Monday, January 15, 2018

Book Review: I Am Pilgrim


I Am Pilgrim by Terry Hayes starts with a murder, seemingly the perfect murder, and then someone is brought into the equation – in fact the protagonist – in quite an unassuming manner. And suddenly it’s not just about a murder in a NYC motel, done in the flurry and inferno of the Twin Towers’ bombing so the killer can cover their tracks. The protagonist, code named Pilgrim, has an interesting past (an adoptive wealthy childhood) and he just happens to have written the definitive book on forensic criminal investigation. Through this book, Pilgrim is tracked down and given a mission upon which the world depends. America faces mass murder using a weaponised form of a disease thought to be eradicated.

I Am Pilgrim by Terry Hayes is like no other book I have read. It is well worth the hours spent reading long past your bedtime. I was a little daunted by the size of the book, but remembering how I used to love well written, lengthy tomes, filled with intrigue, great characters, and riveting plots (where are all those books gone now?), I opened it. And could not put it down. I spent as much time as possible absorbing this incredible story. However, where the author keeps the reader gripped is in a seemingly disparate number of events that appear to be unrelated – a public beheading in Mecca, ruins on the Turkish coast, a flashback to the Nazi death camps, military action in the mountains of the Hindu Kush, a doctor performing life saving deeds, a man gripped by a mission of spiritual vengeance, the tragic and seemingly accidental death of a wealthy young American, newly married. Did he jump off a cliff in the middle of the night, was he pushed, or did he simply fall? And what of the beautiful widow and her enigmatic female friend? Can one truly get away with murder? Just when a certain event seems to fade from your mind, perhaps forgotten as you keep turning the pages, Terry Hayes brings it back, and slips yet another thread into an increasingly complex but somehow not at all confusing tapestry.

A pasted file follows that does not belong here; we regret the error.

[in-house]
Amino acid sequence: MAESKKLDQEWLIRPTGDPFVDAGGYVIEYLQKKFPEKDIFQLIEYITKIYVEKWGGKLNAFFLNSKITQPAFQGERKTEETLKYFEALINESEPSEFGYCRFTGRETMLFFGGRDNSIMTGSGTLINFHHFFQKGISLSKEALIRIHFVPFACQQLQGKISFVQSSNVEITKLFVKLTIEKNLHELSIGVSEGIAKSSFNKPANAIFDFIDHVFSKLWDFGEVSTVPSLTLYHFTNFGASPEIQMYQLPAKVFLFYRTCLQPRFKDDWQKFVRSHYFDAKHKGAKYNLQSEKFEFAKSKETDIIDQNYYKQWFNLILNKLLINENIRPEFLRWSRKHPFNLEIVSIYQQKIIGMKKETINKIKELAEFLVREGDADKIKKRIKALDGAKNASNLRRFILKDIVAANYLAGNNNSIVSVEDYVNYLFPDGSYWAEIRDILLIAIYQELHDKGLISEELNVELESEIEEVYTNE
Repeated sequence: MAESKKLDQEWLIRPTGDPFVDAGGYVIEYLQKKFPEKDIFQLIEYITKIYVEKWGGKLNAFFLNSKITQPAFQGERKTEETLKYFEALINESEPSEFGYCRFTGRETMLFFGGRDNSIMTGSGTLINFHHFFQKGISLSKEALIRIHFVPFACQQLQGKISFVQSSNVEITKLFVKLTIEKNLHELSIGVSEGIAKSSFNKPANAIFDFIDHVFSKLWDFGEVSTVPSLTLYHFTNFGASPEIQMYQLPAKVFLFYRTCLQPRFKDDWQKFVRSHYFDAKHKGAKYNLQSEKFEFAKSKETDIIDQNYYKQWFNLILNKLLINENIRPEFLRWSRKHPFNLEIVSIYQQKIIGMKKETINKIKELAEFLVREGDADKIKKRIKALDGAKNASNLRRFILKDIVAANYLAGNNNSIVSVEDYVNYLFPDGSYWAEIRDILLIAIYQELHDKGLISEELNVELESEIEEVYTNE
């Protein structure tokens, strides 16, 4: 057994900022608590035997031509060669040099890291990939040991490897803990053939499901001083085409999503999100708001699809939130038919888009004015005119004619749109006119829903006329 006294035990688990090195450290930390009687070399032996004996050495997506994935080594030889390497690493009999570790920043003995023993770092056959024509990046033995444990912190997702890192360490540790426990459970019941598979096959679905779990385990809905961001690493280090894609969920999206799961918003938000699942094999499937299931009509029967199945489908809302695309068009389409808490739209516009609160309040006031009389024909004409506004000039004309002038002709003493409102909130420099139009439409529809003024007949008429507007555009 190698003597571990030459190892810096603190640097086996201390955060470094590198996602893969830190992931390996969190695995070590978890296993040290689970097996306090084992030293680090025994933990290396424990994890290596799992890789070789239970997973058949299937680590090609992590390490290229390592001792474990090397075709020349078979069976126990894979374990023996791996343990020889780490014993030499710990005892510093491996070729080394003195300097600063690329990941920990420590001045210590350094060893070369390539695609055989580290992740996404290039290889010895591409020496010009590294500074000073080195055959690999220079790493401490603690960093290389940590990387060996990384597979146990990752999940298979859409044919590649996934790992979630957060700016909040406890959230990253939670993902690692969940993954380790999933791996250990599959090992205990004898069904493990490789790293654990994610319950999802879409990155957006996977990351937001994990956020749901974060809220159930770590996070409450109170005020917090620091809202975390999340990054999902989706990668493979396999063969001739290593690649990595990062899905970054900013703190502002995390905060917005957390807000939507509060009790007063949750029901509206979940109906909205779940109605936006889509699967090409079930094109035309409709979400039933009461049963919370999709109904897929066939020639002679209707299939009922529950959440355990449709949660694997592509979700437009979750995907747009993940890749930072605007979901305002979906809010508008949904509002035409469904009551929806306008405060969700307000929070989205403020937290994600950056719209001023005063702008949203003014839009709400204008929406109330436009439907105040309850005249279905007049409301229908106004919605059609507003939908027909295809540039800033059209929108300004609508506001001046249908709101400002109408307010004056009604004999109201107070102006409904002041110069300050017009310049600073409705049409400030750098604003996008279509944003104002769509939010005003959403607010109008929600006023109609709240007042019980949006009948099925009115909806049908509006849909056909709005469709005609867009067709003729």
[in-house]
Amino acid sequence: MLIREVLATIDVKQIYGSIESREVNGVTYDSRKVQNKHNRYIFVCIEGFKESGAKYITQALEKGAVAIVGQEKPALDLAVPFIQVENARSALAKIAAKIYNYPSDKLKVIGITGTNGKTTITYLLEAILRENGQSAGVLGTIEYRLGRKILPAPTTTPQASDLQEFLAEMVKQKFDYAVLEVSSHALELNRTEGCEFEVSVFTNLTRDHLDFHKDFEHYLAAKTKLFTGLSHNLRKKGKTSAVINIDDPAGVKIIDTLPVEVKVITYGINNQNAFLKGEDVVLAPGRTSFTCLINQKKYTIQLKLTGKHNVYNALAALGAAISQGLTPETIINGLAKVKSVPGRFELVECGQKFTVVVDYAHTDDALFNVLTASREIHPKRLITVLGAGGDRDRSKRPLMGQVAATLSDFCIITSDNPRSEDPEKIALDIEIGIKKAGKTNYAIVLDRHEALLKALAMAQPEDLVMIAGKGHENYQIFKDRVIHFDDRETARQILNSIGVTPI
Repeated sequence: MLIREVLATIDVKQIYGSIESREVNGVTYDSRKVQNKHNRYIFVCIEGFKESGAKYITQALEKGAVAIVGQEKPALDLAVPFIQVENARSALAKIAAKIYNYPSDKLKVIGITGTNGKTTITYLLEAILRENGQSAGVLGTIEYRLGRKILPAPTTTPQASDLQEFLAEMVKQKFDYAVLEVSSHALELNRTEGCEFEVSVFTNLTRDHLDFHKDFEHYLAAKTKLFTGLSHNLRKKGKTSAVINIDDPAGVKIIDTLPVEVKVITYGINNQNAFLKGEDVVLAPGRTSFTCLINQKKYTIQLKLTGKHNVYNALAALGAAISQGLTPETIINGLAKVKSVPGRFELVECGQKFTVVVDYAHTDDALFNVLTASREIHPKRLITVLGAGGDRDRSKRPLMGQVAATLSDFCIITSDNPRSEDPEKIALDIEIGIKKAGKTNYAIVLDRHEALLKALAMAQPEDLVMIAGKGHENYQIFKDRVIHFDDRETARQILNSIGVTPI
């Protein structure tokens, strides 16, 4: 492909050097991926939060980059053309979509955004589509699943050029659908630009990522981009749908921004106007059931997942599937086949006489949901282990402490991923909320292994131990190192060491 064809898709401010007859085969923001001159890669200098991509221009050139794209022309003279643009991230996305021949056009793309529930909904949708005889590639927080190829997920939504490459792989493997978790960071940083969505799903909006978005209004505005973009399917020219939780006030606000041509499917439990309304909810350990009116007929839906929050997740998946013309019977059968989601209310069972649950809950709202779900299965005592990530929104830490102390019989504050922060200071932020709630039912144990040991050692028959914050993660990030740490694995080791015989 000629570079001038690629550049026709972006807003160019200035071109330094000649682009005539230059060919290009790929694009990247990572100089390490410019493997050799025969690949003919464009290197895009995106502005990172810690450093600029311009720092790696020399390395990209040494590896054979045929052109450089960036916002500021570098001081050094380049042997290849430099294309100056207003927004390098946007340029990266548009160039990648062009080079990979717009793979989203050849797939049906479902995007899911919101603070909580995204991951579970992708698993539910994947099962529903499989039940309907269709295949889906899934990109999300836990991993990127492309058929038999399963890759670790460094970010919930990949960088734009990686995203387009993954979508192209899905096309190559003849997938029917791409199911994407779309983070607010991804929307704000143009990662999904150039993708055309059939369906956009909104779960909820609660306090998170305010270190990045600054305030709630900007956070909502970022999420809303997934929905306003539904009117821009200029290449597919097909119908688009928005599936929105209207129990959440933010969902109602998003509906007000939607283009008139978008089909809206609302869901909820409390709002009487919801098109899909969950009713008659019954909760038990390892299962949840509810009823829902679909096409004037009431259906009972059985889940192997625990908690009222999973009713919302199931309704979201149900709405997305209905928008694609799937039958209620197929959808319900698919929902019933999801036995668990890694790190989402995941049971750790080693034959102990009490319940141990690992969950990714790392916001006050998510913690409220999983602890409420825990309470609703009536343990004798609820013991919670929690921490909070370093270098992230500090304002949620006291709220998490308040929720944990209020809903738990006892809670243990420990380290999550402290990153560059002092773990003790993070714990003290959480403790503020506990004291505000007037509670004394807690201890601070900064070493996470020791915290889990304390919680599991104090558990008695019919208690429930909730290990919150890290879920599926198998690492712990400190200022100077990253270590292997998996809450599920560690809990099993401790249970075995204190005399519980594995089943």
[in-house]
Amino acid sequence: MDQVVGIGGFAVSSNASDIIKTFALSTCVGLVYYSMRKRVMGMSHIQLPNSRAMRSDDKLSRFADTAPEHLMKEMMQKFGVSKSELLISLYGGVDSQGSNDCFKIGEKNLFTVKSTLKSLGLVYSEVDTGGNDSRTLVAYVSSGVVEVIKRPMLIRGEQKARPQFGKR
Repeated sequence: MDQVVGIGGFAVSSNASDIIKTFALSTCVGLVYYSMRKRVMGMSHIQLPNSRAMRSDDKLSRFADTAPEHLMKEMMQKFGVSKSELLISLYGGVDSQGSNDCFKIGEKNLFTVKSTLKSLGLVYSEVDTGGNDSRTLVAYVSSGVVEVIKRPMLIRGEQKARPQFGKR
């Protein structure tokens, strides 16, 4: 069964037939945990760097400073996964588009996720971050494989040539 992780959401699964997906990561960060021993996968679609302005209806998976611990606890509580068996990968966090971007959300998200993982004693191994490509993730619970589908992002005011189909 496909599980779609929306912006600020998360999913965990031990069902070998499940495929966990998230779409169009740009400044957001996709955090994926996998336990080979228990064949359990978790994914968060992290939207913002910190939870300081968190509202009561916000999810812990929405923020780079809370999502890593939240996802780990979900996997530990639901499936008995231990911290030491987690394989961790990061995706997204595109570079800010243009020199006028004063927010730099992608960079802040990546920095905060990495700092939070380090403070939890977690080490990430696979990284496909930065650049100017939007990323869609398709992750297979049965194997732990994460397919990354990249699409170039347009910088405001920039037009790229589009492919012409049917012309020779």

I had given up on ‘big books,’ simply because I find most have been very timidly edited in that the author waxes on ad infinitum and definitely ad nauseum, filling pages with descriptive ‘guff,’ just padding the plot until (horrors) one starts skimming. I found Hayes’ writing to be tense, succinct, relevant, gripping. Each word plays its part. There is no extraneous detail, just solid story. It has been a long time since I did the old trick of reading more slowly as the book neared its end. I found myself doing that with this book, and thinking, “Oh no,” when inevitably it came to an end. Looking for a meaty read that is a banquet of intrigue, mystery, suspense, conspiracy, and thrilling action? Pick up I Am Pilgrim. PS: There are no interminable “for pity’s sake kill him already” fight scenes…

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